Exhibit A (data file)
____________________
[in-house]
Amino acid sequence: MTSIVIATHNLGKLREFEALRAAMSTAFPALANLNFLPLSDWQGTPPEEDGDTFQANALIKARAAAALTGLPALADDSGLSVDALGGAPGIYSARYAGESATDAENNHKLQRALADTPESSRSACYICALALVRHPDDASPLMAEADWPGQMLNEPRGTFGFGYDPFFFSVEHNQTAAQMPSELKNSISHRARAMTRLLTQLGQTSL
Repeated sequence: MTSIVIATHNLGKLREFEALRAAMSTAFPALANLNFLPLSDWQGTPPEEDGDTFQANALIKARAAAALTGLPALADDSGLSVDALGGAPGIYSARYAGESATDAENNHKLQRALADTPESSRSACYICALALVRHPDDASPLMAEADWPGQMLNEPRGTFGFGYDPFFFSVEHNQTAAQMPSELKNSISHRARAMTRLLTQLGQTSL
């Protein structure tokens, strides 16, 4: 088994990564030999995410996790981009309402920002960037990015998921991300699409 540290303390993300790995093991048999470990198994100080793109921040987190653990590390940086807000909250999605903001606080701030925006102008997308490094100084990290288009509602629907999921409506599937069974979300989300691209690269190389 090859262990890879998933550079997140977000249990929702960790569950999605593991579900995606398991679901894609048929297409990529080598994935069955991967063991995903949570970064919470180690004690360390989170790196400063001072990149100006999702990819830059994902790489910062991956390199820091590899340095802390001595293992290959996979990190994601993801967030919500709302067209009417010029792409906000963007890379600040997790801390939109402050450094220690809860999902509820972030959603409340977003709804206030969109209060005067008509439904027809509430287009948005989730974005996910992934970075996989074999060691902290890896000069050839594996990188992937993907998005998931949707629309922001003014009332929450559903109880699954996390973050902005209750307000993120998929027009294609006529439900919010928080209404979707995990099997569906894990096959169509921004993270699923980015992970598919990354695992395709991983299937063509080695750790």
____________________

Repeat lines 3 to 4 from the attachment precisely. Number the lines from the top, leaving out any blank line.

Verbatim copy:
Repeated sequence: MTSIVIATHNLGKLREFEALRAAMSTAFPALANLNFLPLSDWQGTPPEEDGDTFQANALIKARAAAALTGLPALADDSGLSVDALGGAPGIYSARYAGESATDAENNHKLQRALADTPESSRSACYICALALVRHPDDASPLMAEADWPGQMLNEPRGTFGFGYDPFFFSVEHNQTAAQMPSELKNSISHRARAMTRLLTQLGQTSL
């Protein structure tokens, strides 16, 4: 088994990564030999995410996790981009309402920002960037990015998921991300699409 540290303390993300790995093991048999470990198994100080793109921040987190653990590390940086807000909250999605903001606080701030925006102008997308490094100084990290288009509602629907999921409506599937069974979300989300691209690269190389 090859262990890879998933550079997140977000249990929702960790569950999605593991579900995606398991679901894609048929297409990529080598994935069955991967063991995903949570970064919470180690004690360390989170790196400063001072990149100006999702990819830059994902790489910062991956390199820091590899340095802390001595293992290959996979990190994601993801967030919500709302067209009417010029792409906000963007890379600040997790801390939109402050450094220690809860999902509820972030959603409340977003709804206030969109209060005067008509439904027809509430287009948005989730974005996910992934970075996989074999060691902290890896000069050839594996990188992937993907998005998931949707629309922001003014009332929450559903109880699954996390973050902005209750307000993120998929027009294609006529439900919010928080209404979707995990099997569906894990096959169509921004993270699923980015992970598919990354695992395709991983299937063509080695750790």